The jet and the helicopters are
part of the multinational force that
was deployed in the Persian Gulf re-
gion after Iraq invaded Kuwait on
British, Australian, and American
warships fired warning shots across
the bow of one of the Iraqi ships
halted in the Gulf of Oman. The
freighter was empty and allowed to
continue, presumably to Iraq, British
defense officials said. No shots were
fired at the second Iraqi ship, and it
was still being searched late today,
Borgsdorf waits for
Las Vegas job offer
NOW panel discusses
'Right to Die' proposal
by Donna Woodwell
Daily City Reporter
Ann Arbor City Administrator
Del Borgsdorf is still waiting in cold
and rainy Ann Arbor for a job offer
in warmer climates.
Borgsdorf is one of seven
finalists for the city manager job in
Las Vegas, Nevada. A final decision
for the position may be announced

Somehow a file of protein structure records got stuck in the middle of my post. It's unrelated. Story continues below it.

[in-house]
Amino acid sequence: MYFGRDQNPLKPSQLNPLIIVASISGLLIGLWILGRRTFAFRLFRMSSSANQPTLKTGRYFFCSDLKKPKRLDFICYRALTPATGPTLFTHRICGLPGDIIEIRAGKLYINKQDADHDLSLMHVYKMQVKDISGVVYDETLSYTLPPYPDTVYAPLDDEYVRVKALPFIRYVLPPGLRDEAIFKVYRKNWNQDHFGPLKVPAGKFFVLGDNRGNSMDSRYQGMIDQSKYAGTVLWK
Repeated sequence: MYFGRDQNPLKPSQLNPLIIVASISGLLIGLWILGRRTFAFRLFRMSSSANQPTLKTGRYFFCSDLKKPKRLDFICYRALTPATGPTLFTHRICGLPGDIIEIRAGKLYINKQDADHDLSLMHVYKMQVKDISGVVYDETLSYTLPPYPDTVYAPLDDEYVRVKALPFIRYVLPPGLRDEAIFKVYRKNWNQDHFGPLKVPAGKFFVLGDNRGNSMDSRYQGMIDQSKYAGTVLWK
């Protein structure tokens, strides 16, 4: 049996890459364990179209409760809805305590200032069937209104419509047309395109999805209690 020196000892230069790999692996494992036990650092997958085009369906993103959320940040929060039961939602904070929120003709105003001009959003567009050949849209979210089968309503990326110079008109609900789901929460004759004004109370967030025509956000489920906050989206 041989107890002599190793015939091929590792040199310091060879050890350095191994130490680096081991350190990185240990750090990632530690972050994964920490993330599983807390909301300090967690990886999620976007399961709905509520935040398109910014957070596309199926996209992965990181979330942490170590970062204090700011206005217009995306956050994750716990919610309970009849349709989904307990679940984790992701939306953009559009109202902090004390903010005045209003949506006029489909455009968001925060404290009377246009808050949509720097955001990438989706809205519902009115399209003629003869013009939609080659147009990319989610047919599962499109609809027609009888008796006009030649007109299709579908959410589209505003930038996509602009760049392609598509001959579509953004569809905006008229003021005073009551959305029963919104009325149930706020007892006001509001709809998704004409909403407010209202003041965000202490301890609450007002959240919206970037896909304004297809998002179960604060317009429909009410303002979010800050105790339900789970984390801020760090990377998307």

as early as Oct. 25 after Las Vegas
city officials review finalists'
Borgsdorf had no comment on his
chances for the the Las Vegas
position, saying he was "busy
working right here" in Ann Arbor.
Councilmember Joe Borda (R-
Fifth Ward) said Borgsdorf has a
right to apply for positions in other
cities if he wants to, but "everyone
on the council would like to see him
stay if we can work things out," he
The city council held a meeting
several weeks ago to discuss a plan
of action if Borgsdorf is hired. If
Borgsdorf accepts a new position, an
interim administrator will be
appointed by the council until a
nationwide search for a new city
administrator is undertaken.
On Sept. 25 Borgsdorf lost the
bid for appointment as Fresno,
California's city manager to the
Cincinnati Deputy City Manager
City officials in both Frenso and
Las Vegas approached Borgsdorf and
encouraged him to apply for the
The Las Vegas city manager's
annual salary is $90,000. Borgsdorf
earns $84,000 as Ann Arbor's city
administrator, the city's chief
Eric Kuvit and Jennifer Balaban are co-chairs of University Activities